Mick's Story | The Hospice of St. Francis

Mick's Story

Speaking to Mick Pascoe, 68, from Studham, you are struck by his determination and positivity.

His diagnosis 18 months ago with Stage 4 prostate cancer came out of the blue without any of the typical symptoms. Here he shares his story…

“You may have a life-limiting illness and in need of support, but there is so much you can do – and there are people to help you achieve that.”

After he was diagnosed, Mick’s daughters phoned The Hospice of St Francis to enquire about support. “As soon as I walked through the doors of the Spring Centre; the warm welcome from Karen on reception, I was amazed by the Hospice.”

“Since then I’ve had regular meetings; taken part in Thai Chi, Yoga, Nordic Walking, and Complementary Therapy. At the Hospice you are able forget your troubles. The physio team including Marie-Jeanne, Priya, Manisha and Tamsyn are incredible. They have this fantastic sense of humour which I thrive off; I don't know why but what they do really works for me. The way they treat me as an individual and not a patient; the way they keep me safe at all times; how, when I struggle, they encourage me to carry on and prove to myself that I can do it; the fact that they never patronise me or feel sorry for me."

“Antonia, who was the first person I worked with at the Hospice, recognised that I needed some psychological support. I was referred to Kimberley, from the Wellbeing and Family Support team, and my meetings have been invaluable. The Hospice have also supported my wife, Joy, to come to terms with my cancer. She has found it difficult to deal with and the counselling has helped us to work together, given us strategies to cope with the bad times and enabled us to get as much out of life as we still can and enjoy the rest of our time together.”

A special holiday to India, planned for the start of March, was thrown into doubt when Mick was struck by pneumonia just eight weeks before the trip. Following five days in hospital the Hospice team were there to help Mick live his precious life well.

“I wanted to give up on the trip many times because of the setbacks. But somehow the physiotherapy team managed to restore my self-confidence, motivation and determination to keep going every time. They refused to give up on me.”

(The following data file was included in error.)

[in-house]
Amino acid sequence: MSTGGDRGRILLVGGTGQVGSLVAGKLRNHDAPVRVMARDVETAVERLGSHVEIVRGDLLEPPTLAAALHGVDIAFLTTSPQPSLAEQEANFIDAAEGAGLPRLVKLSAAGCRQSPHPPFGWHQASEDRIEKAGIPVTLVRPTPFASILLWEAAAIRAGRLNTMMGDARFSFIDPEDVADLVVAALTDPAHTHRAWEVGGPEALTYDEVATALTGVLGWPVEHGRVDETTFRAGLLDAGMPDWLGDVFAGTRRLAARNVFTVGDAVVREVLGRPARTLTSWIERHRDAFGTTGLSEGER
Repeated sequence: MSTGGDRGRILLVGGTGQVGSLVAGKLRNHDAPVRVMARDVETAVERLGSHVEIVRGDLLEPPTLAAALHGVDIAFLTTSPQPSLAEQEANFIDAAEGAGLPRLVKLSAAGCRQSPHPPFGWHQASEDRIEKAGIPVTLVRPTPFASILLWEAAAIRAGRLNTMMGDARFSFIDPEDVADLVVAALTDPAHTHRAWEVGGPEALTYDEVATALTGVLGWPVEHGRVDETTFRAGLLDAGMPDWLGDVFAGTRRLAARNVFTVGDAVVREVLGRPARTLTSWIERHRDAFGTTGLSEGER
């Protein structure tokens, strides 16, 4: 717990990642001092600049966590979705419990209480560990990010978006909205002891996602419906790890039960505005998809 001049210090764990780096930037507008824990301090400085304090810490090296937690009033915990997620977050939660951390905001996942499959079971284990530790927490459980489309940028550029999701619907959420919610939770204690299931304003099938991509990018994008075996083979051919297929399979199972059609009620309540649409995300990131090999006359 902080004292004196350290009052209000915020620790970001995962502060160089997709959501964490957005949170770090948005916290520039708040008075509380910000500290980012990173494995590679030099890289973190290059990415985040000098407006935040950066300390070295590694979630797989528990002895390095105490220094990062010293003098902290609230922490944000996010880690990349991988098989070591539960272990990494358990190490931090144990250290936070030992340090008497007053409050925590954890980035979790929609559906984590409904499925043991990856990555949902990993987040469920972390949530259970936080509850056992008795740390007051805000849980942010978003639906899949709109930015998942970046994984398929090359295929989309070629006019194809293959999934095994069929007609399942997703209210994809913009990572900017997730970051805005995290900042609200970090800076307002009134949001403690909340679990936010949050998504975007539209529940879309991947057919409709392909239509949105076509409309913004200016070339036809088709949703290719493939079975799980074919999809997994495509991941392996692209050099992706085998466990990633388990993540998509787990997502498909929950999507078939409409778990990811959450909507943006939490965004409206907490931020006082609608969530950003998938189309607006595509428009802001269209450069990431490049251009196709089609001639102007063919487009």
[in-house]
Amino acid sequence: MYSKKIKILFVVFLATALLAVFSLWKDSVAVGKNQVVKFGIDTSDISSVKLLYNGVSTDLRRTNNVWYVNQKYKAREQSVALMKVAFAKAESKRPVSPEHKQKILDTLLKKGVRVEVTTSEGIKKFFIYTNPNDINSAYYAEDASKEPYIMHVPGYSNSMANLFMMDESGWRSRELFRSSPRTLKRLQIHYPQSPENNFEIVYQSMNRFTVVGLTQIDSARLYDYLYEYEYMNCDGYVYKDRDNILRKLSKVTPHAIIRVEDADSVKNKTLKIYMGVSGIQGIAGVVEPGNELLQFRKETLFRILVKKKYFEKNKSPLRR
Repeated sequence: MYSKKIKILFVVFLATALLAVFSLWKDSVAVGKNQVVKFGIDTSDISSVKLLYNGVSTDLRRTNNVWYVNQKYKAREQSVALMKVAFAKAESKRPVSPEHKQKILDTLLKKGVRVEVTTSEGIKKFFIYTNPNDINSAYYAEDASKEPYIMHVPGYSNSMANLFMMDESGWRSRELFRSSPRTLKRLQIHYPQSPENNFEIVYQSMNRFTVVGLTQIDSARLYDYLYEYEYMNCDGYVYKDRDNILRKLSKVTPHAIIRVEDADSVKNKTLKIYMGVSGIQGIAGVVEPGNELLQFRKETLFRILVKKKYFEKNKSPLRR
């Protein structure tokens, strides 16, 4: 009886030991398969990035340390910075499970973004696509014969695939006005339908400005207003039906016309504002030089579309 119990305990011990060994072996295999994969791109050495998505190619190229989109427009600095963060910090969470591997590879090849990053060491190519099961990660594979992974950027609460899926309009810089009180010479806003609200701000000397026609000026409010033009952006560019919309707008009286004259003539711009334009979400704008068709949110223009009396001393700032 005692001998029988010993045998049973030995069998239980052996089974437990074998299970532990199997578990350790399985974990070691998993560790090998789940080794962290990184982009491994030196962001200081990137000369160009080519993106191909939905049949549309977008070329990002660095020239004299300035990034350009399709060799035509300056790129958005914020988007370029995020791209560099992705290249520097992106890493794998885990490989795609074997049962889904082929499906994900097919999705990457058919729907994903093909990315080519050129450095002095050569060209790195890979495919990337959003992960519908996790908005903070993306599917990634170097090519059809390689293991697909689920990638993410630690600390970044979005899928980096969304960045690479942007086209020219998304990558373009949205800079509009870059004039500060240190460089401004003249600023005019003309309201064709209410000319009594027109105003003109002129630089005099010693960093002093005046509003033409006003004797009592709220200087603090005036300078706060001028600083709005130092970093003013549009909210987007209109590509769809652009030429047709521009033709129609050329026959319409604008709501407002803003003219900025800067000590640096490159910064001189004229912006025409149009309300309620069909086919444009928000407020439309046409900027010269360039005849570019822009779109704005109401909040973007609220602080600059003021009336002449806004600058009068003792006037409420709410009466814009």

Returning home after the successful trip, Mick explains how things changed during the Covid-19 pandemic.

“I had one session at the Hospice before the lockdown started. But the support hasn’t stopped, it’s simply adapted. I’ve joined the virtual online yoga sessions run by Priya, which have been magnificent. As I’m on slow release morphine to manage bone pain one of the nurses, Viv, regularly calls me to check how I’m managing my medication. The pain used to be relentless, like nagging toothache, but it is now under control and I always have somebody to contact when it gets worse. They are an incredible bunch of people.”

Prior to the pandemic, Mick was receiving an intravenous bone strengthening drug at Luton & Dunstable University Hospital, but this was stopped due to the lockdown.

“The Hospice stepped in. Dr Chadwick and the team spoke to the oncologist and agreed to administer the drug to manage my increasing pain. I come up to the Hospice Inpatient Unit for a few hours at a time. It’s strange as the Hospice is so much quieter than usual, and the nurses are wearing the protective face masks, but they instantly help you relax and put you at ease. Nothing is a problem and the patients always come first."

“The support of the Hospice has been unbelievable and so motivating. They are very special people and without their help and encouragement I would never have got to India. There’s always something there that’s positive – I know there may be bad days, but these could also be the best times.”